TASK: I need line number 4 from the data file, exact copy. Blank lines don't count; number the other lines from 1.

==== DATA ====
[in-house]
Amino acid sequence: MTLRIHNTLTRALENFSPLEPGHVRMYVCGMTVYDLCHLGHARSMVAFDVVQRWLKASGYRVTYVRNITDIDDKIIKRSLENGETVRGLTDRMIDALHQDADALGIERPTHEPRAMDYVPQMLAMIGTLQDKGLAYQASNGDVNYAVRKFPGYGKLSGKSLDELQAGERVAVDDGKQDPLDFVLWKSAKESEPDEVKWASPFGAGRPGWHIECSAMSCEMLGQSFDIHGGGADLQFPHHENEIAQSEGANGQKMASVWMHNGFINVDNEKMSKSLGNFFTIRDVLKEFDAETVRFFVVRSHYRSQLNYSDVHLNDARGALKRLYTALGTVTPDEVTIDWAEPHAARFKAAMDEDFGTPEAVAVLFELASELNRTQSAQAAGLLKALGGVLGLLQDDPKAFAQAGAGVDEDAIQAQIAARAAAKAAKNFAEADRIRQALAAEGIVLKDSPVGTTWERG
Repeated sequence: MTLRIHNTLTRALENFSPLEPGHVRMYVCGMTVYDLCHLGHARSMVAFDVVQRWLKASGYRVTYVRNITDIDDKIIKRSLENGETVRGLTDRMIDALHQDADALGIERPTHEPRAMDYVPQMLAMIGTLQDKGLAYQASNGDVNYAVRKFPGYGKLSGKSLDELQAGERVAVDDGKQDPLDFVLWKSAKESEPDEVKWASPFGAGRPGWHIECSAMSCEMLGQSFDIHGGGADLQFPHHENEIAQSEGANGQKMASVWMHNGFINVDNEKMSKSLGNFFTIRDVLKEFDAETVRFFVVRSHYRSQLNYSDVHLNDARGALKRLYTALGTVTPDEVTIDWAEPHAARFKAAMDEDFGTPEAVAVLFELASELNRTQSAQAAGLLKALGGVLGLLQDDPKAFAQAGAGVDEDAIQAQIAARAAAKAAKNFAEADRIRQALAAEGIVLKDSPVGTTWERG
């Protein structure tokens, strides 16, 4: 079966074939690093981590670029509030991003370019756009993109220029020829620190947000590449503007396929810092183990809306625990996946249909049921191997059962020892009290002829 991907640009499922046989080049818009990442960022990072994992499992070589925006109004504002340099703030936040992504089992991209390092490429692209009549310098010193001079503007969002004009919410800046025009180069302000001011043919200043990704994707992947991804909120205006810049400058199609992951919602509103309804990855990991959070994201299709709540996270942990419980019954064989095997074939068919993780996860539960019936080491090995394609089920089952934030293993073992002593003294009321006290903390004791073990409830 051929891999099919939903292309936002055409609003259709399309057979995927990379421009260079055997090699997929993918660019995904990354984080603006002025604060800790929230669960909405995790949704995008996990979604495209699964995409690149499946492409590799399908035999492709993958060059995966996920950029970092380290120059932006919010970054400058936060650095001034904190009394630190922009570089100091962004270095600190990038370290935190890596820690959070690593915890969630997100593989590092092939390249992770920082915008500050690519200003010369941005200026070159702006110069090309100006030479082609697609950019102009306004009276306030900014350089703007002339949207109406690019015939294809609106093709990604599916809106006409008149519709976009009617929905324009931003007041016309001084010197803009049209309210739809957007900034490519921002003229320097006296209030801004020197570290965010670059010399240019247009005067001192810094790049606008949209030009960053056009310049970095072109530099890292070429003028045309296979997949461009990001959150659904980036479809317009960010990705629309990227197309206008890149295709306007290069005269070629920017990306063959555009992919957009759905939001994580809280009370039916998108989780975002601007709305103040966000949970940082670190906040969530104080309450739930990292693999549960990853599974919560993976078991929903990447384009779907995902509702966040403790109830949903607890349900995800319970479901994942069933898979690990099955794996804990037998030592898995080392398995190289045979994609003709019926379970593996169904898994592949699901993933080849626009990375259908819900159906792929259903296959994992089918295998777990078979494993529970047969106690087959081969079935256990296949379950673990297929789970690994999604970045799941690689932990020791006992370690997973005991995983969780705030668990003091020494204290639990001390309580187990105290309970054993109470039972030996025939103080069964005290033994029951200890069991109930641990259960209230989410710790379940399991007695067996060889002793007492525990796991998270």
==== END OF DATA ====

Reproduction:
């Protein structure tokens, strides 16, 4: 079966074939690093981590670029509030991003370019756009993109220029020829620190947000590449503007396929810092183990809306625990996946249909049921191997059962020892009290002829 991907640009499922046989080049818009990442960022990072994992499992070589925006109004504002340099703030936040992504089992991209390092490429692209009549310098010193001079503007969002004009919410800046025009180069302000001011043919200043990704994707992947991804909120205006810049400058199609992951919602509103309804990855990991959070994201299709709540996270942990419980019954064989095997074939068919993780996860539960019936080491090995394609089920089952934030293993073992002593003294009321006290903390004791073990409830 051929891999099919939903292309936002055409609003259709399309057979995927990379421009260079055997090699997929993918660019995904990354984080603006002025604060800790929230669960909405995790949704995008996990979604495209699964995409690149499946492409590799399908035999492709993958060059995966996920950029970092380290120059932006919010970054400058936060650095001034904190009394630190922009570089100091962004270095600190990038370290935190890596820690959070690593915890969630997100593989590092092939390249992770920082915008500050690519200003010369941005200026070159702006110069090309100006030479082609697609950019102009306004009276306030900014350089703007002339949207109406690019015939294809609106093709990604599916809106006409008149519709976009009617929905324009931003007041016309001084010197803009049209309210739809957007900034490519921002003229320097006296209030801004020197570290965010670059010399240019247009005067001192810094790049606008949209030009960053056009310049970095072109530099890292070429003028045309296979997949461009990001959150659904980036479809317009960010990705629309990227197309206008890149295709306007290069005269070629920017990306063959555009992919957009759905939001994580809280009370039916998108989780975002601007709305103040966000949970940082670190906040969530104080309450739930990292693999549960990853599974919560993976078991929903990447384009779907995902509702966040403790109830949903607890349900995800319970479901994942069933898979690990099955794996804990037998030592898995080392398995190289045979994609003709019926379970593996169904898994592949699901993933080849626009990375259908819900159906792929259903296959994992089918295998777990078979494993529970047969106690087959081969079935256990296949379950673990297929789970690994999604970045799941690689932990020791006992370690997973005991995983969780705030668990003091020494204290639990001390309580187990105290309970054993109470039972030996025939103080069964005290033994029951200890069991109930641990259960209230989410710790379940399991007695067996060889002793007492525990796991998270």